Figure 2. Potential mechanism of microRNA (miRNA) mediated regulation of global protein synthesis. (a) Cell-cell and cell-stromal crosstalk: the transportation of the cell secreted miRNAs and proteins by the extracellular vesicles (exosomes, microparticle and exophers) and lipoproteins to the circulatory system, which carries them further to the neighboring cells and the distant organs. (b) Deregulated expression of miRNAs might cause an imbalance in the expression of ribosomal proteins (RPs) followed by the abnormal assembly of the protein translation machinery (ribosomes); therefore, the ultimate outcome would be the deregulation of the global protein synthesis.
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Figure 3. Interaction network between ribosomal proteins (RPs) and microRNAs (miRNAs). (a) Top 15 RPs are grouped based on their number of connections to the miRNAs (RPL41, RPL14, RPL18A, RPS15A, RPL13A, RPL24, RPS24, RPL37, RPS16, RPL12, RPS27A, RPS19, RPL27A, RPL23A, and RPLP0, respectively), and these 15 RPs are predicted to be connected by 670 miRNAs. (b) Top 14 miRNAs are grouped based on their number of connections with the RPs (hsa-mir-16-5p, hsa-mir-92a-3p, hsa-mir-100-5p, hsa-mir-615-3p, hsa-mir-484, hsa-mir-186-5p, hsa-mir-320a, hsa-mir-193b-3p, hsa-let-7a-5p, hsa-mir-331-3p, hsa-mir-92b-3p, hsa-mir-652-3p, hsa-mir-766-3p, and hsa-mir-744-5p, respectively), and these 14 miRNAs are potentially connected with 66 RPs. The size of the nodes indicates the degree of connectivity; the bigger the node size, the higher the connection. The interaction network was generated using the miRNet database (https://www.mirnet.ca/).
Figure 3. Interaction network between ribosomal proteins (RPs) and microRNAs (miRNAs). (a) Top 15 RPs are grouped based on their number of connections to the miRNAs (RPL41, RPL14, RPL18A, RPS15A, RPL13A, RPL24, RPS24, RPL37, RPS16, RPL12, RPS27A, RPS19, RPL27A, RPL23A, and RPLP0, respectively), and these 15 RPs are predicted to be connected by 670 miRNAs. (b) Top 14 miRNAs are grouped based on their number of connections with the RPs (hsa-mir-16-5p, hsa-mir-92a-3p, hsa-mir-100-5p, hsa-mir-615-3p, hsa-mir-484, hsa-mir-186-5p, hsa-mir-320a, hsa-mir-193b-3p, hsa-let-7a-5p, hsa-mir-331-3p, hsa-mir-92b-3p, hsa-mir-652-3p, hsa-mir-766-3p, and hsa-mir-744-5p, respectively), and these 14 miRNAs are potentially connected with 66 RPs. The size of the nodes indicates the degree of connectivity; the bigger the node size, the higher the connection. The interaction network was generated using the miRNet database (https://www.mirnet.ca/).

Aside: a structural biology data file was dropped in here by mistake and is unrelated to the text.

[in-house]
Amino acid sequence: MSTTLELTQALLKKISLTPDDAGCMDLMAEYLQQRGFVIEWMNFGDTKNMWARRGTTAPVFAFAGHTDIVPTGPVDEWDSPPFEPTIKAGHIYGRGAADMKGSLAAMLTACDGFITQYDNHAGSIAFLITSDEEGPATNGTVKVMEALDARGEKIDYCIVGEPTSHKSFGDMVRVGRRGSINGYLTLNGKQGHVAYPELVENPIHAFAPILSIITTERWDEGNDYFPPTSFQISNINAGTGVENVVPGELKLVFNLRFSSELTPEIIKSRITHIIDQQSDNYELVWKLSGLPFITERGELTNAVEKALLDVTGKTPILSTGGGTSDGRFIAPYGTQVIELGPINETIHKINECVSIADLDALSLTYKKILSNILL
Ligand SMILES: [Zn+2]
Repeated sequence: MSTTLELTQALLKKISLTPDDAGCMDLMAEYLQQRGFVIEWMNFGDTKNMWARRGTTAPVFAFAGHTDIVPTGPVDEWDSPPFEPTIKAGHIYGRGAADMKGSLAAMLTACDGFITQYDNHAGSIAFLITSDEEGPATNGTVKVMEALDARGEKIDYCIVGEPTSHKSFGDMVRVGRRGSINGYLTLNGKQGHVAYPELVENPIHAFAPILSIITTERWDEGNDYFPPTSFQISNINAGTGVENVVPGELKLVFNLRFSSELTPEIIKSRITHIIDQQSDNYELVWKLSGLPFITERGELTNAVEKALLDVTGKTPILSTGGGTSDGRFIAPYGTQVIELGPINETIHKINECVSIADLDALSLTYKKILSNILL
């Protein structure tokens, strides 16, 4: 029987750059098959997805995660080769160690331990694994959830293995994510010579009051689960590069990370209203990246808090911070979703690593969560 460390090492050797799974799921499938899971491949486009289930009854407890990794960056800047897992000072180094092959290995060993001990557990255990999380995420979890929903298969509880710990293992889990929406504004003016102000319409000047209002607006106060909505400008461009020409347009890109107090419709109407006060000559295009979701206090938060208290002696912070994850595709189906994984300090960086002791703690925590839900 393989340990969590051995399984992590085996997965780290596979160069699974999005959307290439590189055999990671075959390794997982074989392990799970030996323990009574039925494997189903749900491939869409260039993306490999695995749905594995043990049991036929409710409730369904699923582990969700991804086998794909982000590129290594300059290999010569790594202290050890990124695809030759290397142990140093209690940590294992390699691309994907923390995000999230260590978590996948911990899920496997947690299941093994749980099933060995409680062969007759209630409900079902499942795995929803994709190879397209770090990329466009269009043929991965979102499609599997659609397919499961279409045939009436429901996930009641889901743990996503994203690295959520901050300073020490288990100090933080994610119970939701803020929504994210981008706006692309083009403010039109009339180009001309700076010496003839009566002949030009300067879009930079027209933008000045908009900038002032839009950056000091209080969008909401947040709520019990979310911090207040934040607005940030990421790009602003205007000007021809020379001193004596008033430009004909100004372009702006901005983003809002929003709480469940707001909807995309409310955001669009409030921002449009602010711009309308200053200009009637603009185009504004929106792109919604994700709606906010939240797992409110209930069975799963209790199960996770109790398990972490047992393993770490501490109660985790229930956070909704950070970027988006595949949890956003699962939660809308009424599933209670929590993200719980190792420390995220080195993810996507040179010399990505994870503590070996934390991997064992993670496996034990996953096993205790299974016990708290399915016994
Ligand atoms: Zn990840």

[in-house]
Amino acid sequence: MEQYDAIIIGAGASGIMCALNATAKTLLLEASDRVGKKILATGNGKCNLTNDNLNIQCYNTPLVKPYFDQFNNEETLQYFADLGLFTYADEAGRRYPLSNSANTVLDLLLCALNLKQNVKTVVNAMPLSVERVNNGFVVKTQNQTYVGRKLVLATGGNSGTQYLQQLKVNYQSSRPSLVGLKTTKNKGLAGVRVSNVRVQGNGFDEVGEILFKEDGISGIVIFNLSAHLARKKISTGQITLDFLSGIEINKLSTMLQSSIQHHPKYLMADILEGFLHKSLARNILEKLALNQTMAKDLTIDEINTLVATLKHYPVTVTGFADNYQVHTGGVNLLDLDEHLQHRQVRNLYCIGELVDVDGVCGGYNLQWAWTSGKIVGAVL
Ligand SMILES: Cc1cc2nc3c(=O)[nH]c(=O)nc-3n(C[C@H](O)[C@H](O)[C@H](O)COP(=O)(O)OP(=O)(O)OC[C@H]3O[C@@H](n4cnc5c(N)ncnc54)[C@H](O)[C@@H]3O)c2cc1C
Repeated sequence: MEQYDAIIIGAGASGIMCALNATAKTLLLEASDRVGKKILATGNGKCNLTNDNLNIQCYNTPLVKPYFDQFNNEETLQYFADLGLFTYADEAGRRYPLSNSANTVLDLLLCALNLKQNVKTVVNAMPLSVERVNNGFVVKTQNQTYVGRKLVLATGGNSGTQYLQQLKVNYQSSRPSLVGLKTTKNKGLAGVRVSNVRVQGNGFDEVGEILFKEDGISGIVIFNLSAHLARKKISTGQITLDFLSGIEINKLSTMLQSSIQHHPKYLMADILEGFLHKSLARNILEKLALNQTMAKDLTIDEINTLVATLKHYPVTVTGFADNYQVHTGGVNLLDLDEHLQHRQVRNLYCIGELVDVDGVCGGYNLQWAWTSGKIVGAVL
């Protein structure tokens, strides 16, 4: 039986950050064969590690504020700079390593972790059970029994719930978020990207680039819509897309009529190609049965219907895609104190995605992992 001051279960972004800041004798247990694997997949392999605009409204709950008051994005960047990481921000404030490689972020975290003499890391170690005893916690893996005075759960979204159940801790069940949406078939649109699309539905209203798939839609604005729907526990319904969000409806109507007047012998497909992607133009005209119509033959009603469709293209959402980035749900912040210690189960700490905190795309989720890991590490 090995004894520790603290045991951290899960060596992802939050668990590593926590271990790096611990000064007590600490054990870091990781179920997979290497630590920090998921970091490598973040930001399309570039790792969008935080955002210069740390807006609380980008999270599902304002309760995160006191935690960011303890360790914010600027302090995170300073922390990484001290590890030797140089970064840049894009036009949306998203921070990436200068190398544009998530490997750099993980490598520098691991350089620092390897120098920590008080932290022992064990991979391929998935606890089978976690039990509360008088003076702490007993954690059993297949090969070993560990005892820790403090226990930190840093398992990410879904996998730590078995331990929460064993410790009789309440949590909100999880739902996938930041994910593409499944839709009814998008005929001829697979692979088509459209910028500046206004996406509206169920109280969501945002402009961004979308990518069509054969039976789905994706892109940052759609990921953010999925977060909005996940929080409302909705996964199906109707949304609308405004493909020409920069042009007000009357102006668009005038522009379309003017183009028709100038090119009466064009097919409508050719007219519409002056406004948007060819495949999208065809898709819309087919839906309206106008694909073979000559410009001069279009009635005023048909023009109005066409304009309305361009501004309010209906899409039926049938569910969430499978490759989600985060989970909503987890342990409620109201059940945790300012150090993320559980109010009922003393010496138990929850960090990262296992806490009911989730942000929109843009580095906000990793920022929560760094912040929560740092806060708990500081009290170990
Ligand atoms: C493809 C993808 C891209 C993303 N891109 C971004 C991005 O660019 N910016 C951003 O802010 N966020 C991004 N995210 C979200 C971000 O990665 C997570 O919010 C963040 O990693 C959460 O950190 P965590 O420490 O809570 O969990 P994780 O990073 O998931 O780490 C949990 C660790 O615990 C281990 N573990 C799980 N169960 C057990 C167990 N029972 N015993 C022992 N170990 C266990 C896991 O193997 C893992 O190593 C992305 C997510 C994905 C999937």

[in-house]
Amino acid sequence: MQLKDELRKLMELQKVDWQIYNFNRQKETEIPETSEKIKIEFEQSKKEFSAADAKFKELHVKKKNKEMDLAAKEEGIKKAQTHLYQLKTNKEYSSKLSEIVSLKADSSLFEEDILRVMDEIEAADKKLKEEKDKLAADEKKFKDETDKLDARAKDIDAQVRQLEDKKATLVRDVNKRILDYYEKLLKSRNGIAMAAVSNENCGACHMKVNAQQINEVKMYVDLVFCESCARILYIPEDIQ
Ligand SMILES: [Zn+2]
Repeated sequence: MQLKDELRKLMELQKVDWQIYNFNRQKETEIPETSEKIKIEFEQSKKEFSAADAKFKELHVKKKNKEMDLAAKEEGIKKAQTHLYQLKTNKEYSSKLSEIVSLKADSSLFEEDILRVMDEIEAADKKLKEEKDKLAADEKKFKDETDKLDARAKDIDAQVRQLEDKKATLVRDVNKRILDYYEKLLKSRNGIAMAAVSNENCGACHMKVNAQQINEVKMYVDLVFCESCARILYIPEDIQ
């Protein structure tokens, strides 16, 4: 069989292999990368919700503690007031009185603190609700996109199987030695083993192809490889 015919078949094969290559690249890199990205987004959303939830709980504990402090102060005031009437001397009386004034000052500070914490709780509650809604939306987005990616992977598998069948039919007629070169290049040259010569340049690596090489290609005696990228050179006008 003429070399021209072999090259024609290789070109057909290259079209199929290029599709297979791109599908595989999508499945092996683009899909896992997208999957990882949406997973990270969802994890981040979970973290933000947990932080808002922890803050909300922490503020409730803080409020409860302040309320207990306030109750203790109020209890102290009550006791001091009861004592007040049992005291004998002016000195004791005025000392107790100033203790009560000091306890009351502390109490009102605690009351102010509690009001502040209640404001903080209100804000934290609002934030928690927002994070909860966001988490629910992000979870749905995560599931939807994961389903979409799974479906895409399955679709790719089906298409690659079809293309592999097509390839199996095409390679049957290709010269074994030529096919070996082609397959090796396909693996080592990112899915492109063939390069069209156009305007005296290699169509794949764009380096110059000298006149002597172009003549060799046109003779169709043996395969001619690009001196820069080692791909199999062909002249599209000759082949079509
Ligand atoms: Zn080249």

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Table 1. Clustering of the human Ribosomal proteins (RPs) according to their involvement in the biological processes.
Table 1. Clustering of the human Ribosomal proteins (RPs) according to their involvement in the biological processes.
Biological ProcessesRibosomal Proteins (RPs) Involved
1. SRP-dependent cotranslational protein targeting to membrane (GO:0006614)RPL4, RPL5, RPL30, RPL3, RPL32, RPL31, RPL34, RPLP1, RPLP0, RPL10A, RPL8, RPL9, RPL6, RPL7, RPS4X, RPS15, RPS14, RPL7A, RPS17, RPS16, RPS19, RPL18A, RPS18, RPL36, RPLP2, RPL35, RPL37, RPS11, RPL39, RPS10, RPS13, RPS12, RPS9, RPL21, RPS7, RPS8, RPL23, RPS5, RPL22, RPS6, RPL13A, RPS3A, RPSA, RPL24, RPL27, RPL26, UBA52, RPL10, RPL12, RPL36A, RPS4Y1, RPS15A, RPS3, RPL14, RPS2, RPL15, RPS27A, RPL18, RPL17, RPL19, RPL41, RPL23A, RPS26, RPS25, RPS28, RPS27, RPS29, RPL27A, RPS20, FAU, RPS21, RPS24, RPS23
2. Viral transcription (GO:0019083)
3. Nuclear-transcribed mRNA catabolic process, nonsense-mediated decay (GO:0000184)
4. Translational initiation (GO:0006413)
5. rRNA processing (GO:0006364)
6. Translation (GO:0006412)
7. Cytoplasmic translation (GO:0002181)RPL31, RPLP1, RPL22, RPLP0, RPL36A, RPL8, RPL9, RPL6, RPL7, RPL36, RPLP2, RPL26, RPL15
8. Ribosomal small subunit assembly (GO:0000028)RPS15, RPS14, RPS17, RPS28, RPS27, RPS19, RPS5, RPSA, RPS10
9. Ribosomal small subunit biogenesis (GO:0042274)RPS15, RPS17, RPS28, RPS16, RPS7, RPS19, RPS6, RPS24
10. Ribosomal large subunit assembly (GO:0000027)RPL5, RPL3, RPL10, RPL12, RPL24, RPL23A, RPL6